This belief in the importance of climate finance exists across Europe. It is highest in Denmark (68 per cent), Italy (63 per cent) and Portugal (62 per cent), but support is also a majority position in the UK, where 50 per cent back the idea and 34 per cent oppose.

Chapter 5


The survey provides evidence of a point that is often underappreciated within political discussions on climate: demonstrating effective delivery, at home and abroad, is key to maintaining support.

This is particularly true for those groups who don’t consider net zero a top priority. The majority of the public do not need further messages about the harms of fossil fuels, nor the degree to which we are off-track. Instead they need to see evidence of delivery and trust that their government is getting on with it in a way that isn’t in conflict with wider economic and social goals.

Governments should unleash innovation in clean technology to create alternatives that can thrive over fossil fuels. They should push through the transition at home and abroad. They should better target and deliver support. And they should accelerate the ability for public climate finance to drive delivery on the ground, while also crowding in private-sector finance.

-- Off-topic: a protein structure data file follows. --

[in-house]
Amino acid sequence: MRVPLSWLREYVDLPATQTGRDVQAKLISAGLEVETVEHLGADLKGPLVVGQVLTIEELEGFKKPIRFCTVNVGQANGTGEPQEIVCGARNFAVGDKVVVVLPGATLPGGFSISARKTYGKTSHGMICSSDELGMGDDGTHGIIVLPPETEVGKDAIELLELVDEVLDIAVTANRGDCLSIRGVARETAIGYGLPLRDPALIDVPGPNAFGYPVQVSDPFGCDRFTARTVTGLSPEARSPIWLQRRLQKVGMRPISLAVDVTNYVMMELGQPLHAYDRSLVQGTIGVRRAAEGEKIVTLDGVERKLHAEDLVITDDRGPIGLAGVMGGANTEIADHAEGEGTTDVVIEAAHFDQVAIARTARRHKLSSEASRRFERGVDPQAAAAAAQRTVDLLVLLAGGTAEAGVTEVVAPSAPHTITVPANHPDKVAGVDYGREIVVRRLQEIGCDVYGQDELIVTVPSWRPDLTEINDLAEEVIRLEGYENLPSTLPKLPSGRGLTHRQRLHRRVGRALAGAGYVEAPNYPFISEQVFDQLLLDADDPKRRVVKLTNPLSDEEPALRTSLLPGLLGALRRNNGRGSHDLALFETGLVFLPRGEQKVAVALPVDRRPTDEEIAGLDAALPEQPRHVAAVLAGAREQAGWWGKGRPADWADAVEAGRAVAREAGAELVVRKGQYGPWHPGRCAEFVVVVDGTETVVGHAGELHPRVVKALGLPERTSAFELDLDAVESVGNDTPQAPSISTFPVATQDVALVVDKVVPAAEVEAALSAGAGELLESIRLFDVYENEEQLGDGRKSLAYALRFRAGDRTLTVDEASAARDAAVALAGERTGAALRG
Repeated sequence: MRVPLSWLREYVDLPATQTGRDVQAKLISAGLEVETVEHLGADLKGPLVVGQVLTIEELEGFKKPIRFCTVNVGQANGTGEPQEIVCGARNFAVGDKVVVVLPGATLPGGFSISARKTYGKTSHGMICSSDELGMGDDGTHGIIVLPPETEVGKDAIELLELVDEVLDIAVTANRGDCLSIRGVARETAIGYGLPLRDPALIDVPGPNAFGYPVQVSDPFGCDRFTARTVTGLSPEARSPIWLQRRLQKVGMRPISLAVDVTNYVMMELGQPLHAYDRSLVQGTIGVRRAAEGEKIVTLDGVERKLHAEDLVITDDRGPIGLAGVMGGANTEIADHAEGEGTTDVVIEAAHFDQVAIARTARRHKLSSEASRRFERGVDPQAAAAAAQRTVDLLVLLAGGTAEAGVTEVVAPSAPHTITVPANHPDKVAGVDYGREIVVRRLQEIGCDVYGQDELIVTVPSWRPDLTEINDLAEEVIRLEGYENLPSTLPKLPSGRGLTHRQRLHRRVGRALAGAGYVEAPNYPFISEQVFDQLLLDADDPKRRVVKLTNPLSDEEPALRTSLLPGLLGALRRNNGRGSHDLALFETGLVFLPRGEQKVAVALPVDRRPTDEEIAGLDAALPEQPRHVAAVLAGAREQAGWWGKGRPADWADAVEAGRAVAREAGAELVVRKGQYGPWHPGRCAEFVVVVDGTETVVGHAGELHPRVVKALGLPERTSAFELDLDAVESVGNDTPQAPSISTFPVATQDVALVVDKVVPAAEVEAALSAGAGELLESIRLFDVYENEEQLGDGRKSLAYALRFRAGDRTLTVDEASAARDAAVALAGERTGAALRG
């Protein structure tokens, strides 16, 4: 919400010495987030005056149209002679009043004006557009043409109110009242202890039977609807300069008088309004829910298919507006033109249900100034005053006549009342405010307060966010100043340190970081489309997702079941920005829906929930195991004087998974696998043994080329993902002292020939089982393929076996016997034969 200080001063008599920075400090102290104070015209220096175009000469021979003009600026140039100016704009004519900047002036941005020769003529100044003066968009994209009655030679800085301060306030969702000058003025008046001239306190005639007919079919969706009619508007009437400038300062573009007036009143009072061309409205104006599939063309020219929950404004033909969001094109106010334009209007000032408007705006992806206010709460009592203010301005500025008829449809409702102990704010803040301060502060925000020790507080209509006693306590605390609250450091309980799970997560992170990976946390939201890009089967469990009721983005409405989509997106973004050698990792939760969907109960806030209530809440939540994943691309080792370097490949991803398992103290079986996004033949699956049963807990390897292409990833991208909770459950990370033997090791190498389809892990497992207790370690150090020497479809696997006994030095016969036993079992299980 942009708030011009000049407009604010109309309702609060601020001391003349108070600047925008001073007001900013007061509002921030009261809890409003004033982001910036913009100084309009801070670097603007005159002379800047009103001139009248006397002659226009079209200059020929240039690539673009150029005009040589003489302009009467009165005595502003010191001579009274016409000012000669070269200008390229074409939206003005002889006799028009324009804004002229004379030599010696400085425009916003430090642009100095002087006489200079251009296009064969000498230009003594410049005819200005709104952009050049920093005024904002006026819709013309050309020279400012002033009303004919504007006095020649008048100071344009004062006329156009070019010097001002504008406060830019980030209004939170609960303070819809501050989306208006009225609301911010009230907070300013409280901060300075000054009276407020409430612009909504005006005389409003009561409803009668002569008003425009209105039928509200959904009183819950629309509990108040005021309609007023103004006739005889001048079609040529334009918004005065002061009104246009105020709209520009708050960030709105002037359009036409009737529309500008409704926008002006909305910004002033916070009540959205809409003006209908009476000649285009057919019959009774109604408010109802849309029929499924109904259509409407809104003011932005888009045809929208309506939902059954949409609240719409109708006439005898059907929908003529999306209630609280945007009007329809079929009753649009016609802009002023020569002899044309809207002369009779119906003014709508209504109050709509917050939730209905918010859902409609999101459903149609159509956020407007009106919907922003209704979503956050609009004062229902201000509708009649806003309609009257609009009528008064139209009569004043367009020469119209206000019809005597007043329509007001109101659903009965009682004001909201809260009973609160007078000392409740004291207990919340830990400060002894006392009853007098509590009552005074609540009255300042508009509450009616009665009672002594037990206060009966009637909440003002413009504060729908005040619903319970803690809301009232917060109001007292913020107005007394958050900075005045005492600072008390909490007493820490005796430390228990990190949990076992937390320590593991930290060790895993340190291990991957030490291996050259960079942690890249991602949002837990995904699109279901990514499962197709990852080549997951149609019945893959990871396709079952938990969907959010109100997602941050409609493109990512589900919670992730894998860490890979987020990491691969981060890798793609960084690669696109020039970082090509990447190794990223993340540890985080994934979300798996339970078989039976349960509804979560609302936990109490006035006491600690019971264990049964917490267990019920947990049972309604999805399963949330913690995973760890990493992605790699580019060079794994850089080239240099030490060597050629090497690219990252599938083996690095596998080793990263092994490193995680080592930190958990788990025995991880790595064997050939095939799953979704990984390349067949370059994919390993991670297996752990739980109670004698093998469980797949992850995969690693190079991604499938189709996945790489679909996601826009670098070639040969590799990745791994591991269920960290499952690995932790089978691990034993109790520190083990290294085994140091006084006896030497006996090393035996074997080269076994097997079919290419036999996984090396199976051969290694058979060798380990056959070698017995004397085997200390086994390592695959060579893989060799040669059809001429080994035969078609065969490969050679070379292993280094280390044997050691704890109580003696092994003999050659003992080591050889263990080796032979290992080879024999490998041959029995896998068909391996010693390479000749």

This is the time to get smarter about both climate policy and climate politics.

Chapter 6


From 8 to 15 March 2024, the Tony Blair Institute worked with YouGov to survey attitudes to the net-zero transition across seven EU member states and the UK. The interviews were conducted online and each country was sampled and weighted by age, education, gender, region and past national election vote, to be nationally and politically representative.

The individual data from Denmark (2,046), France (2,010), Germany (2,053), Italy (2,120), Netherlands (2,125), Poland (2,006), Portugal (1,006) and the UK (2,127) can be accessed via the hyperlinks.

Chapter 7


This annex provides the full text of the information that was presented to survey respondents for particular polling questions.

Climate-Technology Message (relates to Figures 6 and 7)

The world has recently made big and important advances in tackling climate change. Technology is making this possible.

• Climate scientists have said 2023 was the year global CO2 emissions likely peaked, due to advancements in technology and the spread of renewable energy.

• The price of producing renewable energy has plummeted due to advances in technology. Worldwide, the cost of energy produced by windfarms has fallen by over 70% and solar costs have fallen by 90% since 2010.

• The cost of producing batteries for electric cars has fallen by 85% in a decade. Battery production to store renewable energy is set to increase by 800% by 2030.